Senior Living Project Proposed for Bayview Community

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An artist rendering of Harbor Pointe Senior Living Fa — Photo courtesy Centerpoine Senior Living, LLC ©
An artist rendering of Harbor Pointe Senior Living Fa
— Photo courtesy Centerpoine Senior Living, LLC ©

Newport Beach Planning Commission learned more about the potential senior living project near Bristol Street and Bayview Place during a study session last week.

The hour of discussion during the study session on Feb. 23 about the Centerpointe Senior Living, LLC, proposed project was meant to introduce the project to commissioners and the public and get feedback.

The approximate 1.5-acre project consists of a 121-bed combined convalescent and congregate care facility called the Harbor Pointe Senior Living Facility.

It includes demolition of the existing approximately 8,800-square-foot, single-story Kitayama restaurant building. The current proposed project would consist of four floors and a basement level totaling approximately 90,000 square feet in gross floor area. The basement level would primarily consist of subterranean parking. The proposed structure height will gradually increase as it nears Bristol Street to a maximum of 55 feet at the uppermost roof ridge.

The application includes requests for amendments to the general plan and planned community development plan, a major site development review, and conditional use permit. A draft Environmental Impact Report is currently being prepared, after which it will return to the commission.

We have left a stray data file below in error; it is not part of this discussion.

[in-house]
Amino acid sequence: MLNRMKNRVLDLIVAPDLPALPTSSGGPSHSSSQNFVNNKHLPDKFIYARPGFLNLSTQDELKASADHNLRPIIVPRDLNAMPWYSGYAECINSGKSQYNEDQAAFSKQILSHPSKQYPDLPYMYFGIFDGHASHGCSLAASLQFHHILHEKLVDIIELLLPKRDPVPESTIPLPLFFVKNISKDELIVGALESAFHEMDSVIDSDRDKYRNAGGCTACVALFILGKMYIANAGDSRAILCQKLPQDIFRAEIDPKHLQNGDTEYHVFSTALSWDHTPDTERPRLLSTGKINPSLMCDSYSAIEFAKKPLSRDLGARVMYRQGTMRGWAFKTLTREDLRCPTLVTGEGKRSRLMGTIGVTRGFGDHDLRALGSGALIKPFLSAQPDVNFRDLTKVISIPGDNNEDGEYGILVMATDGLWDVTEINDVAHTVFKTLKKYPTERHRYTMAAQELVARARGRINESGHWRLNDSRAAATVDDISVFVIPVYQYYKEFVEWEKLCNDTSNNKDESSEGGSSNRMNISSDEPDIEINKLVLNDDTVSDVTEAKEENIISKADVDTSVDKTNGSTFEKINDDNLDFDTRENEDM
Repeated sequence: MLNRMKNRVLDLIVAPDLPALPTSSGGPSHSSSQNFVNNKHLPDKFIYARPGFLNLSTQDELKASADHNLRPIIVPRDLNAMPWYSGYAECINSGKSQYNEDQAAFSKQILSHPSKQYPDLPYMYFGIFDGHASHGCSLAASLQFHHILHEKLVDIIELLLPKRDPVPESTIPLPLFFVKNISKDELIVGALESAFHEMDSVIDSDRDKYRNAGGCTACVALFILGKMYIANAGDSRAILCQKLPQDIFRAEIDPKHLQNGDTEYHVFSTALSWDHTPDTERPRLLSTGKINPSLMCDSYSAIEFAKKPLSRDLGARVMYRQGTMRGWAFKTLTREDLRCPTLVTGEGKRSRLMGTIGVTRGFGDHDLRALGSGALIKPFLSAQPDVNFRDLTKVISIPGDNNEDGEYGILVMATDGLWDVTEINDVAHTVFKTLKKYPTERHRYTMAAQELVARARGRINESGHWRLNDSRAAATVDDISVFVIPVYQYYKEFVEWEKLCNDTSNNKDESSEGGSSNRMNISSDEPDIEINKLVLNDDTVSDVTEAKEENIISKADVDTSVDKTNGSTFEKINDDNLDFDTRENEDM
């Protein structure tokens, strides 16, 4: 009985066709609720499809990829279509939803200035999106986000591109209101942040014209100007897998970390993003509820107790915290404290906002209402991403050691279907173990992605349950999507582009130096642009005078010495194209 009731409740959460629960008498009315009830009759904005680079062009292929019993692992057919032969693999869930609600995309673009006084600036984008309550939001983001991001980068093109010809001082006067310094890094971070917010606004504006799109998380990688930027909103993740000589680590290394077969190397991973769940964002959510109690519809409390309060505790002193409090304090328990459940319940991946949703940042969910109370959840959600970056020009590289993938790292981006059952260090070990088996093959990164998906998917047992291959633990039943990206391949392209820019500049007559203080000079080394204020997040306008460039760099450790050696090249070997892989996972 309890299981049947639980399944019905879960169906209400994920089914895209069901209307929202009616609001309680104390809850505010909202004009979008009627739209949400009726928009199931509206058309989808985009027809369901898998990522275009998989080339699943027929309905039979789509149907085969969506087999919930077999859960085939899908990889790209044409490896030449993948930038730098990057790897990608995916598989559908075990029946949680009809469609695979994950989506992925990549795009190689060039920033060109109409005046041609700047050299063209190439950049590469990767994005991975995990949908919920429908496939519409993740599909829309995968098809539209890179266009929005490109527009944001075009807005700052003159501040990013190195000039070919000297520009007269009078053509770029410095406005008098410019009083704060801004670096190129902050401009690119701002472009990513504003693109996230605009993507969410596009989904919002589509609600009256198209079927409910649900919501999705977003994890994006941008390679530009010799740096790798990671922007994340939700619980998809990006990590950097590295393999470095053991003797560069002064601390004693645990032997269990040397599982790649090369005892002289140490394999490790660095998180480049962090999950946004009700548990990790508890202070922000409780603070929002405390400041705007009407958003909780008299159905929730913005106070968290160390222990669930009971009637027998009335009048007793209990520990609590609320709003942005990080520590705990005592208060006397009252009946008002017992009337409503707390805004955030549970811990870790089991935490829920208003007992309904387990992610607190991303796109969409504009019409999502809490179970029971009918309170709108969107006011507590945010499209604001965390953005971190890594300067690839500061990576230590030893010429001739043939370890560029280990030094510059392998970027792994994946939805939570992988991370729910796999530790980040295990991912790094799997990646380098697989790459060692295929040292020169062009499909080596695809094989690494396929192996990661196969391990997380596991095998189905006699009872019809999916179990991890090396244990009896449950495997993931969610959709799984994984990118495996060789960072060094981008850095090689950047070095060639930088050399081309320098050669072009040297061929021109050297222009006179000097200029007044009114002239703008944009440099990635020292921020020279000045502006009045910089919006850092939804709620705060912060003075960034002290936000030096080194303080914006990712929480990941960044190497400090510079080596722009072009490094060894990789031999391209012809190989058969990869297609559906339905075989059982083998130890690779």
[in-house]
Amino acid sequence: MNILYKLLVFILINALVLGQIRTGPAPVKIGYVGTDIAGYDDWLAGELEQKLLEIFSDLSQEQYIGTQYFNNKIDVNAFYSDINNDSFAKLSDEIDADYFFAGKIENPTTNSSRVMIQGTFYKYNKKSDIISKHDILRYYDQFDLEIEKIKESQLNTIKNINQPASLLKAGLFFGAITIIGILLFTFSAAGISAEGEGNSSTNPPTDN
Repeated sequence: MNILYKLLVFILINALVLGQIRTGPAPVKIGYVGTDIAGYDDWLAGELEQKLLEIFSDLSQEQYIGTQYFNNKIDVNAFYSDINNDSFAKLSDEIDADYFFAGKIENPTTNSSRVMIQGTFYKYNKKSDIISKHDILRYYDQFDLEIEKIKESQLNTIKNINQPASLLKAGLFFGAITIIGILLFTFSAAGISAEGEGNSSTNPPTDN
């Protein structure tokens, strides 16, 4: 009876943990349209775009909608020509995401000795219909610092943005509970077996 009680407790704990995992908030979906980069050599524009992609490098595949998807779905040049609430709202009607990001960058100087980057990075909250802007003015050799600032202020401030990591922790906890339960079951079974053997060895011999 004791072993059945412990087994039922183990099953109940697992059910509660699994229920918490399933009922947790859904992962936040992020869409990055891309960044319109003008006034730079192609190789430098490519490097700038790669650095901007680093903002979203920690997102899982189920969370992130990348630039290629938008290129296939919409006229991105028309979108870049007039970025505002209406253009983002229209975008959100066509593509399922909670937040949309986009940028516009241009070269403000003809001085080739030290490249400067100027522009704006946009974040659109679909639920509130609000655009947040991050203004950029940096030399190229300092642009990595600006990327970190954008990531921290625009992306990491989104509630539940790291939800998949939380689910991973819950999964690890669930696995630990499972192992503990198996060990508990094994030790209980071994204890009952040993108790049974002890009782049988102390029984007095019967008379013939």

Commissioners commented on parking, land use, design, site plans, facility operation, and height, among other concerns. Commissioners also asked for additional viewpoint renderings.

It will cater to senior living use with “lush grounds, natural light, public services,” and local amenities like doctors and retail, explained architect Joshua Smith, on behalf of Centerpoine Senior Living.

Most of the people living at the center will likely not have vehicles, Smith said. Parking will be for employees and guests.

A number of neighbors spoke up with concerns and complaints, including parking, the need for emergency services, environmental worries, quality of life, privacy, rezoning from commercial to institutional, precedent setting, traffic, safety, and Greenlight. Others noted that the neighborhood would like to see another restaurant in the location – as it’s currently zoned. A few noted that it would be better suited near a hospital, not offices.

Several residents were upset and a number of audience members clapped or cheered when project opponents spoke.

They also had a few concerns for the actual design of the project, saying it doesn’t fit in the neighborhood and it’s not ideal for the seniors that would live there.

“It’s not the right facility for this particular space,” said local resident Rhonda Watkins.

Think about what is best for the Bayview community, urged one resident.

“It is a giant monstrosity,” said Bayview community resident Steve Land. “It looks like a giant tidal wave coming over our community.”

Shade from the building would fall on a number of the nearby residents homes, he pointed out.

It’s a nice neighborhood and this project would completely change the look of the community.

“It’s too big, too massive,” Land said. “It’s the wrong thing to have there.”

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